Unbounded density


I use the Dynare 4.5.5 to estimate my DSGE model. There are warnings about unbounded density. However, I am confused that those unbounded densities are all following beta distribution. To my knowledge, beta distribution is bounded between 0 and 1, right?
How can I deal with this problem? Or I just need to change to another distribution, then which distribution is better?


You are talking about the support of the beta distribution. But the density is the “probability” of the value x occurring. If you look at the prior plots, you will see that there is an asymptote at 0 or 1 where the density/likelihood goes to infinity.

Thanks for letting me know this.
Could you please give me a hint on how to deal with this problem. Shall I change a prior or anything else?


Yes, you need to change your prior. Given your prior mean, the prior variance is too big, putting mass into an asymptote.

Dear Prof. Pfeiper,

I read the following comments form your previous post:

“Yes, you need to change your prior. Given your prior mean, the prior variance is too big, putting mass into an asymptote.”

And I change the variance to a small number. But, there was an error immediately. Before I change the variance, the code could run about half and hour, and then showed up an error.The error was:

“Error using chol
Matrix must be positive definite.”

I am confused that why the erroe happended so fast after I changed the variance to a smaller number?

Thank you,

You need to have a look at the mode_check-plots. Maybe the optimizer failed to proceed. Did you try mode_compute=5?

I tried it, but it still does not work. However, Thank you for your advice.

Did you look at the mode_check-plots?

Thank you Prof. Pfeifer for your reply. I read the latest dynare menual about the mode_check. And i wrote the following command:
estimation(optim= (‘MaxIter’,3000),datafile=BayesianData3,xls_sheet=Sheet1,xls_range=B1:K216,mode_compute=6,first_obs=1, presample=4,lik_init=2,prefilter=0,mh_replic=10000,mh_nblocks=2,mh_jscale=0.50,mode_check_symmetric_plots=1,mh_drop=0.2);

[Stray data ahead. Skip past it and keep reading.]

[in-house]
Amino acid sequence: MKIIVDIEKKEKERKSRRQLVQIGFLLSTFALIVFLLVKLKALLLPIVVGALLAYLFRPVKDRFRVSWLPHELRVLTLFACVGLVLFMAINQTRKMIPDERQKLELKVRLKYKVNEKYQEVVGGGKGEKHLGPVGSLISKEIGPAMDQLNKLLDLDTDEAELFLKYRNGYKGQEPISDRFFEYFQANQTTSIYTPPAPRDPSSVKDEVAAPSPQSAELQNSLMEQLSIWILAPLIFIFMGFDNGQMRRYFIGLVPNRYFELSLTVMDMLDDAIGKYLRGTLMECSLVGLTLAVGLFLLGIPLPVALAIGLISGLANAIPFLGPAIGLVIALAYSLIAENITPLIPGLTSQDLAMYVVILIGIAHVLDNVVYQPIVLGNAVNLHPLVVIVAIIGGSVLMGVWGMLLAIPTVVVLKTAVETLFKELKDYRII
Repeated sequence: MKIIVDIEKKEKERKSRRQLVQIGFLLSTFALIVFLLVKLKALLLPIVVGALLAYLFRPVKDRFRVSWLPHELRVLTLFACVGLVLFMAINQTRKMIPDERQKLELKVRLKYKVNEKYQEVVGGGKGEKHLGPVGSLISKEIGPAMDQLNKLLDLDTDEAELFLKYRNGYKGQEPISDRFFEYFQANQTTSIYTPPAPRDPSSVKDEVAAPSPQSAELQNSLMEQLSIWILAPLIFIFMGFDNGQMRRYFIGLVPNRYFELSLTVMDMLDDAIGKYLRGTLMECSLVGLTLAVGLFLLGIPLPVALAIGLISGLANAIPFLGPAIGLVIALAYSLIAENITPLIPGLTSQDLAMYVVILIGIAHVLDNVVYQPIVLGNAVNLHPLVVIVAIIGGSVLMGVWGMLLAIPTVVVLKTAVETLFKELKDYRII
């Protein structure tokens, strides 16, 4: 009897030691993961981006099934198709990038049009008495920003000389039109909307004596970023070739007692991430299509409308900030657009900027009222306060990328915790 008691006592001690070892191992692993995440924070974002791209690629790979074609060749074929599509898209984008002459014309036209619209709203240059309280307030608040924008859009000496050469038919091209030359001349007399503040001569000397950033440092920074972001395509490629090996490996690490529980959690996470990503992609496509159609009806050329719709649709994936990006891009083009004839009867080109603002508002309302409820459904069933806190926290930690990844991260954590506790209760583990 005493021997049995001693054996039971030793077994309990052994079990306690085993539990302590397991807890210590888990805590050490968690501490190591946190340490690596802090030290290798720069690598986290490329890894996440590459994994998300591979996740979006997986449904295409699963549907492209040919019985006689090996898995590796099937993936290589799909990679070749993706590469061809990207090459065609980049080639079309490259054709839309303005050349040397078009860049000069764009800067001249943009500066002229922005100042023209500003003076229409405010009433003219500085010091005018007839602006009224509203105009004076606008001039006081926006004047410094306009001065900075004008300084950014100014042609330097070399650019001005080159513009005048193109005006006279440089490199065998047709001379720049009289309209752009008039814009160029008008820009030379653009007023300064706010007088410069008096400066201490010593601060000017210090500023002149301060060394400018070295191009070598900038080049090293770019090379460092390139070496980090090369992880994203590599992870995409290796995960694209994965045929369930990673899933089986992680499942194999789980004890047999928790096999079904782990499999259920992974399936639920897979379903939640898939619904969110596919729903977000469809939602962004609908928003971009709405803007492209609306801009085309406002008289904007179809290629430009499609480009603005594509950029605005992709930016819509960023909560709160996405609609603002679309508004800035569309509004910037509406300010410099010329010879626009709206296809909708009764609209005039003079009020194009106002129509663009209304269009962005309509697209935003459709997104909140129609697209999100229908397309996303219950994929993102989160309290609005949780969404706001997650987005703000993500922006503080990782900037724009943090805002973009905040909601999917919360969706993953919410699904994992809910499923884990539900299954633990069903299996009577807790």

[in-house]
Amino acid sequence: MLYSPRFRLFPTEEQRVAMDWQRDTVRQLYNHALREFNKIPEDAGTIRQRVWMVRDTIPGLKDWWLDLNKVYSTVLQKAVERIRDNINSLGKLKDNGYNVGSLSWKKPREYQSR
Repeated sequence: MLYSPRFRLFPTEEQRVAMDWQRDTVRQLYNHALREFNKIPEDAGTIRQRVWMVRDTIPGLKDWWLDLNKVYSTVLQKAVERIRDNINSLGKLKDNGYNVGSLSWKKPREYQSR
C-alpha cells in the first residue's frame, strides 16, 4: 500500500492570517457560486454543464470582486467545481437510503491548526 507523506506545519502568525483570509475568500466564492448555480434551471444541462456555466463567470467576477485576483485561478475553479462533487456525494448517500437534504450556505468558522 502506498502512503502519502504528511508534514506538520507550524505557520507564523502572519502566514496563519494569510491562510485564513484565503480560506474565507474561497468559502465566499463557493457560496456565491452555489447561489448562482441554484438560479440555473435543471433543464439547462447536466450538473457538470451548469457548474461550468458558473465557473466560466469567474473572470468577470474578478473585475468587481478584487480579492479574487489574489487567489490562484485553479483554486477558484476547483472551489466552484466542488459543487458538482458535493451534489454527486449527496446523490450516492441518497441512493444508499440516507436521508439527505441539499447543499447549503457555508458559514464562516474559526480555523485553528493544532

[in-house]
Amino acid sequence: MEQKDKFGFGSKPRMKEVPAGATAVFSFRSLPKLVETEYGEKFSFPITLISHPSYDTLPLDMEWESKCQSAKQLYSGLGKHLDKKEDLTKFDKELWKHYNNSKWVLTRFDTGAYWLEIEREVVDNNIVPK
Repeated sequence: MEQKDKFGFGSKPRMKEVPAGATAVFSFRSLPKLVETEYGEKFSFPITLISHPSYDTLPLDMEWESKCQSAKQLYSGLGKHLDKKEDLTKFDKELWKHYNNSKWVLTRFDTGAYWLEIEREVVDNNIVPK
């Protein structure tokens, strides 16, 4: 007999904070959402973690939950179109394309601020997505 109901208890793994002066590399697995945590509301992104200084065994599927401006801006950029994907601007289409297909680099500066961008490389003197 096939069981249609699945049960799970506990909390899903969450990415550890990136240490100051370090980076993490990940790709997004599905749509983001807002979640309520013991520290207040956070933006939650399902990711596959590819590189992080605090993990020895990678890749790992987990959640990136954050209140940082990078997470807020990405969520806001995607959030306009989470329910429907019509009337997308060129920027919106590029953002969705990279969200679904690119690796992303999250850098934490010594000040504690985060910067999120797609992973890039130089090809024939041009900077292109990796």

But I did not see any plot. Could you tell me if the command that I wrote is correct or not? if not, what is the correct way to write the command?

Thank you,

You only need to add mode_check.

Thank you Prof. Peifer for your reply. I added it to my code, but there was nothing generated. I guess that the code needs to run to a certain point before the command mode_check starts to work. My code ran about half an hour and then stopped due to an error. I am not sure if my guess is correct. I look forward to your reply. Thank you Prof. Pfeifer.

Always provide the entire error message. But the plots should appear before an error can be triggered.

Thank you Prof. Pfeifer. I figured this out. Another question is what the diffrences are when we use different values for mode_compute. What should we consider When we pick the value of mode_compure? Or, the value does not matter as long as the estimation works.

You may find the following slides useful:

Thank you very much for answering my question. Another question is What should we consider when we pick the value of mh_replic. The biggre, the better?

Your only constraint is time. You want to be certain that you are properly sampling from the ergodic distribution. That’s why we check convergence diagnostics.

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Thank you Prof. Pfeifer for answering my question.

Thank you Prof. Pfeifer for providing your slides. It seems mode_compute=6 is a separate catogory. Can we say the value of 6 is the weakest (worst) one for estimation? and the value of 5 is the best one?

When I change the value of mh_replic, the IRFs will also change. Sometimes, a small value, like 10000, will make the IRFs look better (consistent with the intuition), however, a bigger mh_replic makes the IRFs look worse (not consistent with the intuition. Can I just choose the smaller value? Or, why does this happen?

  1. No, you cannot say that. It’s very context dependent and each optimizer has its strengths and weaknesses. mode_compute=6 tends to be slow and inefficient, but rather robust.
  2. That suggests your MCMC has not yet converged and you need more draws.